Pan Am Failed to Heed Security Recommendations, Lawmaker Says
Mar. 20, 1989
WASHINGTON (AP) _ Pan American World Airways is still failing to heed many anti-terrorism measures an Israeli security firm suggested to the carrier more than two years ago, a congresswoman said today.
The security consultant concluded that Pan Am conducted insufficient checks of baggage, did a poor job of questioning passengers boarding planes, and was slow to react to warnings of possible terrorist activity, Rep. Cardiss Collins, D-Ill., said in a letter to the Federal Aviation Administration.
She quoted passages from two reports KPI Inc. presented to Pan Am in September and November of 1986.
The firm had reviewed Pan Am security at nine airports, including Frankfurt and London's Heathrow Airport. Pan Am's Flight 103, on which a bomb exploded last Dec. 21 over Scotland, killing 270 people, originated in Frankfurt and stopped at Heathrow.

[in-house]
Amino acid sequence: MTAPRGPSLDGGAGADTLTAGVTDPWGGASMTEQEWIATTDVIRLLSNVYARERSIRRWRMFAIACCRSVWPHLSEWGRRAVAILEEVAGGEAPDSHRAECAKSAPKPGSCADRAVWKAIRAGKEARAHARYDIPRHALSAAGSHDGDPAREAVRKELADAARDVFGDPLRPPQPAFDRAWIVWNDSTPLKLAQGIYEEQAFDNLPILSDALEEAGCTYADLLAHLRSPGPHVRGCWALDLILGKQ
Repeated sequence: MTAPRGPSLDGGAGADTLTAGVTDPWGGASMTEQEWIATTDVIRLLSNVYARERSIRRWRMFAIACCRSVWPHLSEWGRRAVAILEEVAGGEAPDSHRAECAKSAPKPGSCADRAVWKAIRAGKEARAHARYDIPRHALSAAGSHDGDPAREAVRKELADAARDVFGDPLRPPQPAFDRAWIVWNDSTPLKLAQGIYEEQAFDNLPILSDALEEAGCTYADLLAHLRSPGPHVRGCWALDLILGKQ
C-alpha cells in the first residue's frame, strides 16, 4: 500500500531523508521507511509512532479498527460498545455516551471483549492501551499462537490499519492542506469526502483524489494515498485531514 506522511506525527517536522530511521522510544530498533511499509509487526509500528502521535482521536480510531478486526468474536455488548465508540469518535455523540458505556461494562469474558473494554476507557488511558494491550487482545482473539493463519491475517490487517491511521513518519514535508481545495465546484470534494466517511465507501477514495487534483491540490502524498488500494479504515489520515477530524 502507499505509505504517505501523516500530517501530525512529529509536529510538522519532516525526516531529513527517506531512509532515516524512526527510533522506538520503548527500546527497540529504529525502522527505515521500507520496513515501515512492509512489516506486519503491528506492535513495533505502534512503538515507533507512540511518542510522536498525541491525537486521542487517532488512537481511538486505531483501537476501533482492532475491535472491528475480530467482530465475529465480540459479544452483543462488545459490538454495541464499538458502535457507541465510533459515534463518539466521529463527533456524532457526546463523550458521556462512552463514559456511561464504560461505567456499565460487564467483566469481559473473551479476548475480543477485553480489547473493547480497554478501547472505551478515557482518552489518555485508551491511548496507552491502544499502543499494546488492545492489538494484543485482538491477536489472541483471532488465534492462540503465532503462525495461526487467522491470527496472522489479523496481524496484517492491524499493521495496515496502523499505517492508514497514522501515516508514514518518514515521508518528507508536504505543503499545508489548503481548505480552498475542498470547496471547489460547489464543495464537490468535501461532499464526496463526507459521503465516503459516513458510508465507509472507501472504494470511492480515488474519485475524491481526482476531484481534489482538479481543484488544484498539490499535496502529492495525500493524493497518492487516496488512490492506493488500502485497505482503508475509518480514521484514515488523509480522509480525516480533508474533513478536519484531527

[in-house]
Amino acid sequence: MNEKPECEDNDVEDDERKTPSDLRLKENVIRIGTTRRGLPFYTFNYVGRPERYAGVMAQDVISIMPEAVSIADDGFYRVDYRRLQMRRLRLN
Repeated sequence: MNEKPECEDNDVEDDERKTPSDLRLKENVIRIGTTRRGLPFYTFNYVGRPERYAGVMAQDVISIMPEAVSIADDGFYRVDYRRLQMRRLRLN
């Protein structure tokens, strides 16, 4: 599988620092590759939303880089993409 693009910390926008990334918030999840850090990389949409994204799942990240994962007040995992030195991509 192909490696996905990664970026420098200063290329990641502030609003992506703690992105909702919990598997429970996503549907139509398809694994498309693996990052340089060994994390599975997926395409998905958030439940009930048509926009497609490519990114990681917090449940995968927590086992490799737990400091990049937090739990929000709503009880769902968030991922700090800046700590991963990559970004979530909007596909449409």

''Pan Am is highly vulnerable to most forms of terrorist attack,'' the September report said. ''The fact that no major disaster has occurred to date is merely providential.''
That report was written ''within days'' of a Sept. 6, 1986 attack on a Pan Am plane in Karachi, Pakistan, in which 18 passengers and crew members were slain, Mrs. Collins said.
She quoted the KPI report as saying: ''In conclusion, there are no adequate safeguards under the presently operating security system that would prevent a passenger from boarding a plane with explosives on his person or in his baggage, whether or not he is aware of the fact.''
In her letter to acting FAA Administrator Robert E. Whittington, Mrs. Collins, chairwoman of the House Government Operations transportation subcommittee, wrote: ''Based on its own investigation, the subcommittee has determined that many of the gaps in Pan Am's security system that were identified in the 1986 KPI reports have not yet been corrected.''
She added that Pan Am ''insists that the security breaches identified in the KIP reports have been addressed.''
Louise Kuzma, a secretary at Pan Am's New York headquarters, said spokesmen for the airline were at lunch and could not immediately comment on the letter.